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Social Phobia

  • Debra A. Hope
  • Craig S. Holt
  • Richard G. Heimberg
Part of the The Plenum Behavior Therapy Series book series (PBTS)

Abstract

Following its inclusion in the psychiatric nomenclature with the publication of DSM-III (American Psychiatric Association, 1980), social phobia has been recognized as a significant mental health problem. The 1987 revision of DSM-III (DSM-III-R; American Psychiatric Association, 1987) defined social phobia as “a persistent fear of one or more situations (the social phobic situations) in which the person is exposed to possible scrutiny by others and fears that he or she may do something or act in a way that will be humiliating or embarrassing” (p. 243). The social phobic situations include public speaking, eating, drinking, or writing in the presence of others, using public restrooms, and conversations with others. Although DSM-III suggested that fears were generally limited to one situation with little interference in functioning, research has revealed that most social phobics fear, and consequently avoid, two or more of these situations (Holt, Heimberg, Hope, & Liebowitz, 1992; Turner, Beidel, Dancu, & Keys, 1986), with a portion fearing most social contact with others. This latter portion has been identified as a generalized subtype in DSM-III-R (American Psychiatric Association, 1987).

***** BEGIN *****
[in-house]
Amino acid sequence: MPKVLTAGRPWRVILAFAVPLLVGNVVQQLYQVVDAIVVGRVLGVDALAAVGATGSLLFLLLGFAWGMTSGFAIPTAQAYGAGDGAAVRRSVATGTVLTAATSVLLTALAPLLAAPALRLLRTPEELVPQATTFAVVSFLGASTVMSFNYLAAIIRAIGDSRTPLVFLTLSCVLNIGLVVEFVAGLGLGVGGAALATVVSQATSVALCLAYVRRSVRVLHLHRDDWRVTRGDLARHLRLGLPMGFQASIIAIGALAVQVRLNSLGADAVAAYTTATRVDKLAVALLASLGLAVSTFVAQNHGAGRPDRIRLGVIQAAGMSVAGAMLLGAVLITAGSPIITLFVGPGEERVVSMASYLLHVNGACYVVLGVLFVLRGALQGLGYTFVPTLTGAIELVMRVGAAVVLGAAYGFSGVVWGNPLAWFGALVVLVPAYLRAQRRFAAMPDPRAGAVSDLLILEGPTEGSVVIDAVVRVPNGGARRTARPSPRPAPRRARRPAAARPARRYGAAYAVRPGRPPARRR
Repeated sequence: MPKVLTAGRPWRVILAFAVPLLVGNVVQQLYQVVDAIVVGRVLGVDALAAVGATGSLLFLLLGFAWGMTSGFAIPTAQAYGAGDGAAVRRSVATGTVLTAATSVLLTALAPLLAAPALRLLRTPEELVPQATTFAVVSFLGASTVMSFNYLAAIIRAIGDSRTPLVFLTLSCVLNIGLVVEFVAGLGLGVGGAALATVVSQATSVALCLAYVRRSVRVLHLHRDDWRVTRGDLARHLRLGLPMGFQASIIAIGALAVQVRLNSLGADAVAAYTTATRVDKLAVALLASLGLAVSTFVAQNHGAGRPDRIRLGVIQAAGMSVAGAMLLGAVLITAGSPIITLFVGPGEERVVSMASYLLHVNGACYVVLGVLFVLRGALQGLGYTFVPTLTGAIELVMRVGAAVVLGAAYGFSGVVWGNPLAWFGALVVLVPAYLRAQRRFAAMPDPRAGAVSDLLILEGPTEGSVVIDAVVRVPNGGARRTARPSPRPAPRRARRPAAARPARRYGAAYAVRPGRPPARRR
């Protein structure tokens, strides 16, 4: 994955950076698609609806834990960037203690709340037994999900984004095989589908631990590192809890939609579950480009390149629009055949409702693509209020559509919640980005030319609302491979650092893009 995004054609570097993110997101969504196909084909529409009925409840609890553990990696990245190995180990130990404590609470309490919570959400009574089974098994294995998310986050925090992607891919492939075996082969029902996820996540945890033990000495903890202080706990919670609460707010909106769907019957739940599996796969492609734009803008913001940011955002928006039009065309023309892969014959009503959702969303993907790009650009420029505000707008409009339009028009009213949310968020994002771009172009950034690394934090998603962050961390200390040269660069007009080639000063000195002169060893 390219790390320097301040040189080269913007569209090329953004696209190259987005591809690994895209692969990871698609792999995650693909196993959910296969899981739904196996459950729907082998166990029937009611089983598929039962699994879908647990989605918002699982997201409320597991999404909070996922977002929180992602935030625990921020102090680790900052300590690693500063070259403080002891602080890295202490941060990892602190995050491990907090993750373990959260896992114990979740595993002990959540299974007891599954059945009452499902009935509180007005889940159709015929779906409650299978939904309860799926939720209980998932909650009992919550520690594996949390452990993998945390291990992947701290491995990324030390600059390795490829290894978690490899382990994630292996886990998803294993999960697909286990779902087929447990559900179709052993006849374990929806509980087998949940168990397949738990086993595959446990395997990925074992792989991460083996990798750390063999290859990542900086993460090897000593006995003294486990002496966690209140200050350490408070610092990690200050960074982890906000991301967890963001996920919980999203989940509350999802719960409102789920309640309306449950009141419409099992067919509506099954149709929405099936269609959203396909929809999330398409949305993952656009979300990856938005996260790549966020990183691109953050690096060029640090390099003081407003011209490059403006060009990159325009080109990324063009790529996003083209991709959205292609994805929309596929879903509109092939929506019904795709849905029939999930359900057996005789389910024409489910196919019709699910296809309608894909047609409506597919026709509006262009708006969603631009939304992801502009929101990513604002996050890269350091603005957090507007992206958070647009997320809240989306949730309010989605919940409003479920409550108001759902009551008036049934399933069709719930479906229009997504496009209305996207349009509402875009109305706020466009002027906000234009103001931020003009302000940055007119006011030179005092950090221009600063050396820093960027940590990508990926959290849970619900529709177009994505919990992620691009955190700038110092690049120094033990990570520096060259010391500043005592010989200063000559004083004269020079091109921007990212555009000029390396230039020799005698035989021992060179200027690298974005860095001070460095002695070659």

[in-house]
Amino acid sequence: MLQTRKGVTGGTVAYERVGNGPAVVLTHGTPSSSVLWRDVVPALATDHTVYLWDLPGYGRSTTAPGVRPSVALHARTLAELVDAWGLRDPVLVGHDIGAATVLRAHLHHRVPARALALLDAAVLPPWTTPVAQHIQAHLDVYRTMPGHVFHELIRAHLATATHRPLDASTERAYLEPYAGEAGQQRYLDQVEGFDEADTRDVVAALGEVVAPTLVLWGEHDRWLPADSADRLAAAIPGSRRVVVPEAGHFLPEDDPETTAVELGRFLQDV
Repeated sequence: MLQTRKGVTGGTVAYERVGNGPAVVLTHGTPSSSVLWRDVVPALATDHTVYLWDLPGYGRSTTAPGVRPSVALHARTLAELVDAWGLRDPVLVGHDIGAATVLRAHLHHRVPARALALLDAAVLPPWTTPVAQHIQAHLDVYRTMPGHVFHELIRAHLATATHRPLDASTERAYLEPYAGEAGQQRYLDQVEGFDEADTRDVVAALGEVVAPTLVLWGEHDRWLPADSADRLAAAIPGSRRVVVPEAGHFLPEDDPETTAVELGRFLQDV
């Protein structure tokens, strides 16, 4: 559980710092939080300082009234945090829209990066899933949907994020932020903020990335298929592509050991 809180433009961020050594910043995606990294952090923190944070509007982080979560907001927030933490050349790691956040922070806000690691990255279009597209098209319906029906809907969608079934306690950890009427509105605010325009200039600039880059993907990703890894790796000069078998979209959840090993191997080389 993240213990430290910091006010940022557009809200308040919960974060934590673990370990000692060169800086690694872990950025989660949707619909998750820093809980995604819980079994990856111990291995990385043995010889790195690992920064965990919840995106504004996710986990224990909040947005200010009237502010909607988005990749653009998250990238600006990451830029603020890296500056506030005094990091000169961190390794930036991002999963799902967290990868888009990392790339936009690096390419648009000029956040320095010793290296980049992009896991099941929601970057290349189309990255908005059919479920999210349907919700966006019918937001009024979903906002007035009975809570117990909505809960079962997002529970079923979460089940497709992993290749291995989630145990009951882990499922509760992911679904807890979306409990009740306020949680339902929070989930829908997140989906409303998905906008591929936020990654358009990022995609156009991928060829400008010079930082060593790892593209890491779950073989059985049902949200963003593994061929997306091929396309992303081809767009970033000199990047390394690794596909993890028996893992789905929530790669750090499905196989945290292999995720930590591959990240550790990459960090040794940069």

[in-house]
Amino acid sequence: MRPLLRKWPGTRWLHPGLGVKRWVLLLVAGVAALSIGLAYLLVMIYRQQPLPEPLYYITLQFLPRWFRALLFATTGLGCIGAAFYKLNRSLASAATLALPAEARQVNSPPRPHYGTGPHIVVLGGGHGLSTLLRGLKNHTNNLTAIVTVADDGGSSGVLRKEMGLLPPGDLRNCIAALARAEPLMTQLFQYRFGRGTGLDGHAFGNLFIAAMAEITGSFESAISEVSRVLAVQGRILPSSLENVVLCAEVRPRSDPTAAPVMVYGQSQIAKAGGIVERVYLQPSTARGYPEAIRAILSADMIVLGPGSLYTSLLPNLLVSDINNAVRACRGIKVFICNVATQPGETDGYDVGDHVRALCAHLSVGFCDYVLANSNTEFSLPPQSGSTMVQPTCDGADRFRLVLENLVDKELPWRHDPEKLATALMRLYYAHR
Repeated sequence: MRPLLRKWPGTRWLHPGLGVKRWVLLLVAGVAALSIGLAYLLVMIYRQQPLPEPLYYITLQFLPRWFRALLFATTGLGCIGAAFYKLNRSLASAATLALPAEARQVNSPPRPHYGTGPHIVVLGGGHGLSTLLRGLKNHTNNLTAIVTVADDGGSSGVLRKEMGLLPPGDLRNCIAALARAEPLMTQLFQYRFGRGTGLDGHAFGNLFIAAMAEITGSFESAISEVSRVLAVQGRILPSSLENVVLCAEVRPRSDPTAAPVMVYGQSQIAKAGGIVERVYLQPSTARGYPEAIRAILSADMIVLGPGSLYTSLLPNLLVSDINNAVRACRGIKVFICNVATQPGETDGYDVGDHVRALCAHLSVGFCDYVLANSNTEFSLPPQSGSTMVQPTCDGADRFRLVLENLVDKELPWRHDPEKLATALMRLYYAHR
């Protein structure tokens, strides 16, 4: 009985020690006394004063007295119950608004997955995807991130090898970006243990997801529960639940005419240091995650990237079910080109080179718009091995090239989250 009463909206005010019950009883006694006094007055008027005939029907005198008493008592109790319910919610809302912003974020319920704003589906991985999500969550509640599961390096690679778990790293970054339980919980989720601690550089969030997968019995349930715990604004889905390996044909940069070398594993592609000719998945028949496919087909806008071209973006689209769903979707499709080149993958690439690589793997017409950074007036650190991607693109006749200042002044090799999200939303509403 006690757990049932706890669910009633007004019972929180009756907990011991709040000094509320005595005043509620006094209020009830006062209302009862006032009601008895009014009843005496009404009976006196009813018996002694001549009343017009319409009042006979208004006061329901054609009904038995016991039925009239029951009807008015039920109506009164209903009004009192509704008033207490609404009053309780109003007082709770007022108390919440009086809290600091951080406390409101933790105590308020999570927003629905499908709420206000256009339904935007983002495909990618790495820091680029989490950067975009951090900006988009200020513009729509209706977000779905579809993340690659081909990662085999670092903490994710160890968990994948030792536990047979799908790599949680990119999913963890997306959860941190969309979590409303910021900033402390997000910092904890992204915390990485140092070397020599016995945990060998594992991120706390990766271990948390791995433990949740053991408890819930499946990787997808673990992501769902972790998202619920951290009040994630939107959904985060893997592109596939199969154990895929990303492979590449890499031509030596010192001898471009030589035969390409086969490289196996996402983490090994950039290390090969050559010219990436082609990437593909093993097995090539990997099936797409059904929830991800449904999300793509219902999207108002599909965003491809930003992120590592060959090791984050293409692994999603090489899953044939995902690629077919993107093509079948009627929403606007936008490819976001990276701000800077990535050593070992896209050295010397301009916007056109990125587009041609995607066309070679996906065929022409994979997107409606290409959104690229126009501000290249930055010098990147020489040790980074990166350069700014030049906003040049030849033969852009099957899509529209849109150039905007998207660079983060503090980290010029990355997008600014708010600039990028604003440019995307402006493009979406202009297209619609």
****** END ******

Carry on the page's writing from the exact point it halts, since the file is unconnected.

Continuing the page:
Keywords

Anxiety Disorder Social Anxiety Social Phobia Cognitive Restructuring Social Skill Training 
These keywords were added by machine and not by the authors. This process is experimental and the keywords may be updated as the learning algorithm improves.

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Copyright information

© Springer Science+Business Media New York 1993

Authors and Affiliations

  • Debra A. Hope
    • 1
  • Craig S. Holt
    • 2
  • Richard G. Heimberg
    • 3
  1. 1.Department of PsychologyUniversity of Nebraska-LincolnLincolnUSA
  2. 2.Iowa City VA Medical CenterIowa CityUSA
  3. 3.Center for Stress and Anxiety DisordersUniversity at Albany-State University of New YorkAlbany, New YorkUSA

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